Saturday, June 22, 2013

The central heating works

It may sound strange to talk about the central heating on the first full day of summer but, with the current cool temperatures, we're this close to needing it. On Friday, we had our regularly scheduled visit from the company that maintains the oil-fired boiler that heats our house in the winter. We contract with them to provide annual maintenance, emergency service, and to sweep the chimney once a year.

A variety of wild rose after the petals have dropped off.

The boiler is over twenty years old. It's a German model, and way over-engineered. Some of the programming features no longer work, but we've found out that they're way too costly to replace, so we have to operate the thing manually. That means turning it on and off when we want to control the heat output; there's no interior thermostat. The thing was designed to sense the outdoor temperature and adjust the indoor heat accordingly (and who thought that up, anyway?).

One day it will have to be replaced, then we'll have to decide whether to stick with heating oil or go with another technology. That's a decision I'm not really looking forward to making.


  1. What are the alternatives in countryside France? What do other local people use? No interior thermostat is odd as you don't so much care what the temperature is outside but you do care about what the temperature is inside. Turning it on when you are cold and turning off when you get hot is not a bad thing, but then I guess you have to go to the basement to do it, it is not convenient.

  2. The thermostat arrangement sounds like it was designed for somewhere that relative humidity was important. Historic houses are conservation heated based on Rh, which you can calculate by using the difference between indoor and outdoor temperatures (or you can use a whirly Rh meter, which is much more fun and what house staff actually mostly do).

  3. In my Parisian apartment, my old furnace didn't have a thermostat, so the settings were really touch and go. The new one has an indoor thermostat which makes life much easier. I have had the heat on practically since I landed at CDG in mid-April!

  4. No comment on your heating system except that I wish you didn't need heat at this time of year! I hope you will have clear skies tonight to see the Super Moon. It's supposed to appear very large and very close to earth tonight.

    p.s. Wish I could send you some of our 90 degree weather.

  5. Yes, it is unexpected to have a post about your heating system on the first day of summer :) What an interesting setup. But, since you guys like to turn yours off after a few hours in the morning, and switch to firewood, it's not a bad setup.
    Like Andrew, I wonder, too, what your other options will be?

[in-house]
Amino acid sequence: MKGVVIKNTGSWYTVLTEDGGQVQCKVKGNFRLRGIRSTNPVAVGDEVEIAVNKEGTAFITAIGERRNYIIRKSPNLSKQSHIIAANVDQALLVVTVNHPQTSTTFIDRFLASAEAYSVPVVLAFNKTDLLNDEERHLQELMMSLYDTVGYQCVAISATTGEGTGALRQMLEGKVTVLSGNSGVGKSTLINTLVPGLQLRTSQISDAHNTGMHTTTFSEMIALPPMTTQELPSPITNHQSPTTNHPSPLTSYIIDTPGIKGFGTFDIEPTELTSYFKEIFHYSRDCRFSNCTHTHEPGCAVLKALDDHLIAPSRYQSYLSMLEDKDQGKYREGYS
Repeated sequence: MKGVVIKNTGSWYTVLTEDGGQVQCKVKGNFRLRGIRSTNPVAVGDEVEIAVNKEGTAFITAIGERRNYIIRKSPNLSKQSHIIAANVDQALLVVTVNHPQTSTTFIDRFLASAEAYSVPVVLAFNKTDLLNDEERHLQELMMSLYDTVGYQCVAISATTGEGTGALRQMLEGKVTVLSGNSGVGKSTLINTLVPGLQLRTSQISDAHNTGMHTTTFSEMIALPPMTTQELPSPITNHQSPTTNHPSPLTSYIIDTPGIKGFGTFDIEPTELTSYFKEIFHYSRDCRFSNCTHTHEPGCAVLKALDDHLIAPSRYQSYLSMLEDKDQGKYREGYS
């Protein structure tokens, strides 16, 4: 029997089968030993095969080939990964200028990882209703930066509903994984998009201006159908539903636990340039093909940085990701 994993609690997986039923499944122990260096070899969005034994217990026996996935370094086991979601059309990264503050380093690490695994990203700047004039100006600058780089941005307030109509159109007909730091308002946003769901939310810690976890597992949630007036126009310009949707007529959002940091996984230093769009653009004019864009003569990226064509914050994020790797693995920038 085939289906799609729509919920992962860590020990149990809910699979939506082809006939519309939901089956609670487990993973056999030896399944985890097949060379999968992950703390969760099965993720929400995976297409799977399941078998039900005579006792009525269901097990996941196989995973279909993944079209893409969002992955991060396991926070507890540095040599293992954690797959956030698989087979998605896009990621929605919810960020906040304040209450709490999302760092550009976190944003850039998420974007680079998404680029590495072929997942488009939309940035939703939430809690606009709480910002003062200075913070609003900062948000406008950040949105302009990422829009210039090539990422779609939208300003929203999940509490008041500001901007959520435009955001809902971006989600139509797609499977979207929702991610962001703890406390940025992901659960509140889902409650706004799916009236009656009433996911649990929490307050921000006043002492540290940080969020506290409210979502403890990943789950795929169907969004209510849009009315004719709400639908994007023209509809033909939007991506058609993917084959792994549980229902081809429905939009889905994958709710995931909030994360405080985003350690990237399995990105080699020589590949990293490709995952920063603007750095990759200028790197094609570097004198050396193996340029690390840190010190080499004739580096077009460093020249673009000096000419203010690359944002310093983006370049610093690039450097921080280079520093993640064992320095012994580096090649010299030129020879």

6. My house has ceiling heat, is small - around 1300 sq.ft. and is a tri-level and well-insulated. Lately my total utility bill (heat, water and sewer) has been around $100 and I haven't used any heating for at least 3 months. I can't seem to get that number down, even though I live alone, don't use that much water or electricity. When I check with my neighbors (Planned Unit Subdivision with similarly-sized homes and same age) they are experiencing the same or higher charges. I will be following your choices for a possible replacement when the time comes. The "new" thing here has been a secondary unit that is installed on interior walls near the ceiling (this is supposed to be better than ceiling heat???)and goes right outside and then is hooked up to another furnace unit sitting outside. It has been touted as very energy-efficient compared to celing heat - but esthetically I refuse to have it at any price. Currently I have individual thermostats in each room so at least (manually - only) I can save by turning them down and up when I need to. Even though I do have a fireplace, there are no glass doors, so I choose not to use it because of it's inefficiency. I could replace that with other options, but then, wood is not cheap - either. Pellet stoves were a big hit about 15 years ago and, locally, we have had lots of pollution during the winter as result of those purchases.

    Love the contrast of the second fuschia rose and the leftover seeds from the first.

  7. I guess a reverse-cycle unit is out of the question? At least, it gives us the feeling of not being dependent on the oil companies. And living in Florida, we haven't used the heating cycle in a few years.

  8. The good news is that each year alternative methods become more feasible. Would a heat pump work for you? Ken would know about those, because they're used in NC, and your winter weather doesn't get any colder it seems than western NC. Heating and AC in one unit.

  9. Emm beat me to it: pompe à chaleur. But you'd have to check if it's worth the investment. Since you have a nice backyard, some of that can be used for underground piping that keeps the water at a constant temp. but then you'd need to replant the grass. Some guy trying to sell us on the idea a few years ago got gently pushed to the door -- too great an expense for the expected return. When we moved into this house, 28 years ago, we switched it from heating oil to natural gas. The heat pump would not have been enough to replace that, just supplement it and save a bit on the gas bill, but not enough to make it a worthwhile expense.


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